Early signs of iron deficiency include tiredness, low energy, and pale skin. Furthermore, severe iron deficiency, or ‘iron deficiency anaemia’ can result in brittle nails, thinning hair, itchy skin, heart palpitations and mouth ulcers.
In the UK, we recommended a daily dietary intake of 8.7mg of iron. Menstruating women are more at risk of iron deficiency due to regular blood loss during their monthly cycle.
Women aged between 19 and 50 are therefore recommended to increase their intake to 14.8mg per day.
In fact, very low intakes of iron have been found in 54% of girls and 27% of women, regardless of the diet they consumed.
‘Early signs of iron deficiency include tiredness, low energy, and pale skin’
Can veganism cause iron deficiency?
Due to our historical and cultural emphasis on the iron content of meat, there is a widely held belief that a vegan diet is deficient in iron.
However, a large study of over 40,000 women found that vegans did not have lower intakes of iron than meat-eaters.
In fact, you may be surprised to hear that studies have shown vegan populations to have a higher intake of iron than other dietary patterns.
So, if vegans are getting lots of dietary iron, why should we worry?
Bioavailability of plant foods
The concern stems from the absorbability (or ‘bioavailability’) of iron from plant foods. Iron comes in two forms; haem iron and non-haem iron.
Haem iron comes from animal foods and is highly absorbable. Non-haem iron comes from plants and is less well-absorbed.
This is because plant foods contain other substances, such as phytates, that bind with minerals like iron, reducing their bioavailability.
Phytates are found in many healthy plant foods including wholegrains, legumes, nuts and seeds.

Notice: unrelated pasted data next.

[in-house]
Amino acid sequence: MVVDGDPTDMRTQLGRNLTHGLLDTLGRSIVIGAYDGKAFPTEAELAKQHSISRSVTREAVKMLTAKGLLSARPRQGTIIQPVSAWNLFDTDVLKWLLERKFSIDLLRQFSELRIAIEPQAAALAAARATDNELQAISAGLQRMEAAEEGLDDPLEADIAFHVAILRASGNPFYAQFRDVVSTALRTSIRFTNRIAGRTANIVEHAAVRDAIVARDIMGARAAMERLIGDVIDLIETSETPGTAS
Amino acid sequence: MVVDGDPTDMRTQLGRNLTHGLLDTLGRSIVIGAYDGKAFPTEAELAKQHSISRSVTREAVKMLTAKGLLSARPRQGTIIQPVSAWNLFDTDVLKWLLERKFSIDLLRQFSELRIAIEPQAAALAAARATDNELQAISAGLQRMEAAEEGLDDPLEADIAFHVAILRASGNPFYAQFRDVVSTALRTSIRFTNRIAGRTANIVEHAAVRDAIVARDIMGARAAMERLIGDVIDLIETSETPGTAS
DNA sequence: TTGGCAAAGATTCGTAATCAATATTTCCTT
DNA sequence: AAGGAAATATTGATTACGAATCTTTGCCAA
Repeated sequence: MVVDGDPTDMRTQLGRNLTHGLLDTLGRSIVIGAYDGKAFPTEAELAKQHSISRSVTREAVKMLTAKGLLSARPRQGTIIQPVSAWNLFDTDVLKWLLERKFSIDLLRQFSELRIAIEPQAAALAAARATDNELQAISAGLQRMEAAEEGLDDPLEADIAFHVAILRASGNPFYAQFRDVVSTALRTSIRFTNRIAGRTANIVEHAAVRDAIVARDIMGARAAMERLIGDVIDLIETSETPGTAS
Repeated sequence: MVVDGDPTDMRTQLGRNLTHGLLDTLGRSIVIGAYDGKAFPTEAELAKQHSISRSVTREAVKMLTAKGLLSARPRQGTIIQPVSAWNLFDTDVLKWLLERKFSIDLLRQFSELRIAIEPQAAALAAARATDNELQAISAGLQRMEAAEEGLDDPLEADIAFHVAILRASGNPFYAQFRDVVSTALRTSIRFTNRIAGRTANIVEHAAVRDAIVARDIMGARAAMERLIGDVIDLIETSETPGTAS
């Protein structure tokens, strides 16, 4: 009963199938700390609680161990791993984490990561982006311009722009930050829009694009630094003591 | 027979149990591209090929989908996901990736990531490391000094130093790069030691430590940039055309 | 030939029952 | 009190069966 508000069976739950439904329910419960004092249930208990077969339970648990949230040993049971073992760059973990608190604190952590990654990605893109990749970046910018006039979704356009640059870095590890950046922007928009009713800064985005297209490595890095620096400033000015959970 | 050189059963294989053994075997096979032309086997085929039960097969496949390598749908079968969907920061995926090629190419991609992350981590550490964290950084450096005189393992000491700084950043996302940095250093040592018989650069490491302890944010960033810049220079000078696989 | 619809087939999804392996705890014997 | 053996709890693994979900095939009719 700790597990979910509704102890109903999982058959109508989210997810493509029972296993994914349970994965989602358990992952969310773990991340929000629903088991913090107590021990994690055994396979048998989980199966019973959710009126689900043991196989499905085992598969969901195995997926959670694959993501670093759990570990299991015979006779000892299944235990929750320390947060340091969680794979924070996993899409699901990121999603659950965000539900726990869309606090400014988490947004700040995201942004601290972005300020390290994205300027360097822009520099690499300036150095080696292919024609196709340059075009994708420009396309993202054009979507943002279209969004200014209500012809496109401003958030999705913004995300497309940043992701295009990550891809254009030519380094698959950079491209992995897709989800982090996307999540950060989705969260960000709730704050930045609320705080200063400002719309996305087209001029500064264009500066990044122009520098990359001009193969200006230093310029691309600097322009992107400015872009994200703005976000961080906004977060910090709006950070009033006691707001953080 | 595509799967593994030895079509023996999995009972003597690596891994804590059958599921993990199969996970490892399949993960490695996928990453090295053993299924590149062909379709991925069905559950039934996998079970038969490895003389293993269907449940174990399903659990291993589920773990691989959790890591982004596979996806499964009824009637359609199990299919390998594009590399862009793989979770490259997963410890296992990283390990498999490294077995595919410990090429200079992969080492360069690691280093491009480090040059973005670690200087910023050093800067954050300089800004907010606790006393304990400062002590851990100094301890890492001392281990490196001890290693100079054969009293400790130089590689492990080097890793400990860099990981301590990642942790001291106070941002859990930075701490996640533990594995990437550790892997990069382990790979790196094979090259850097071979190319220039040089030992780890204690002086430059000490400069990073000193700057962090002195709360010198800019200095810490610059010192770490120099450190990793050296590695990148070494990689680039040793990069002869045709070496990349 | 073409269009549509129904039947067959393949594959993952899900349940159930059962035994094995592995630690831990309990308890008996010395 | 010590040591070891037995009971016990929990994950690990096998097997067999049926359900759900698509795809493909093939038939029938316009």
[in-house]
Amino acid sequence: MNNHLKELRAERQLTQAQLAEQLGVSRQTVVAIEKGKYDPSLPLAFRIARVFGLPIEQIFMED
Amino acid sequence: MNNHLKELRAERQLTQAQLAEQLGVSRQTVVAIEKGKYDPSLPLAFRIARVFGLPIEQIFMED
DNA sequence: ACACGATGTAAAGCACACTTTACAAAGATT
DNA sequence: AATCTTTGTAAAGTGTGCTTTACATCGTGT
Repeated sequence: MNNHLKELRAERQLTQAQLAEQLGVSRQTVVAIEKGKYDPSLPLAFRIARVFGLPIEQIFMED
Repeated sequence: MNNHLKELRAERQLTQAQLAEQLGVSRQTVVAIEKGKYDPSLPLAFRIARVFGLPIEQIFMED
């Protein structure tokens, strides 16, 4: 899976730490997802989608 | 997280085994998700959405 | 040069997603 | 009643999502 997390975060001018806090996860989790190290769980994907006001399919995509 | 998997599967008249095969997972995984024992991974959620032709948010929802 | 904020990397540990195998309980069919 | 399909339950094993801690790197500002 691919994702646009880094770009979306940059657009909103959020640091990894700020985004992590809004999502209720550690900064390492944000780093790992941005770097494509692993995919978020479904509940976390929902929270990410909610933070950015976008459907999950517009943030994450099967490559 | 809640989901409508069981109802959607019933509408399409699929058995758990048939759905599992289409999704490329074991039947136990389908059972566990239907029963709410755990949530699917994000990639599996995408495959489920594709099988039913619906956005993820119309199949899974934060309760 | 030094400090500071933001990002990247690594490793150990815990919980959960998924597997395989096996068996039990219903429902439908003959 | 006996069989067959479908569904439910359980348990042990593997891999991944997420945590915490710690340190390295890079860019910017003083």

These foods are jam-packed with beneficial substances such as fibre, phytonutrients and antioxidants so we should not be trying to avoid them.
Moreover, the reduced bioavailability of plant-derived iron may be why long-term vegans have been found to have lower iron stores.
Despite this, vegans are at no higher risk of developing iron-deficiency anaemia than the general population.
In fact, consuming plant-derived iron actually allows our body to have more control over absorption. If our iron stores are low, the body adapts to absorb more from plant foods, if we have sufficient amounts, absorption will decrease.
In contrast to plant-based iron, iron from meat is readily absorbed, whatever our iron status. This can be a bad thing as the human body has no efficient way to rid itself of excess iron.
Additionally, iron is a pro-oxidant and high levels have been identified as a risk factor for type 2 diabetes, cardiovascular disease, neurodegenerative diseases, and cancer.
So, meeting your iron requirements using a range of delicious vegan sources of iron may even be the wisest decision after all!
Wholegrains, legumes, nuts and seeds contain phytates which bind with minerals like iron and therefore reduce their bioavailability
How to maximise iron absorption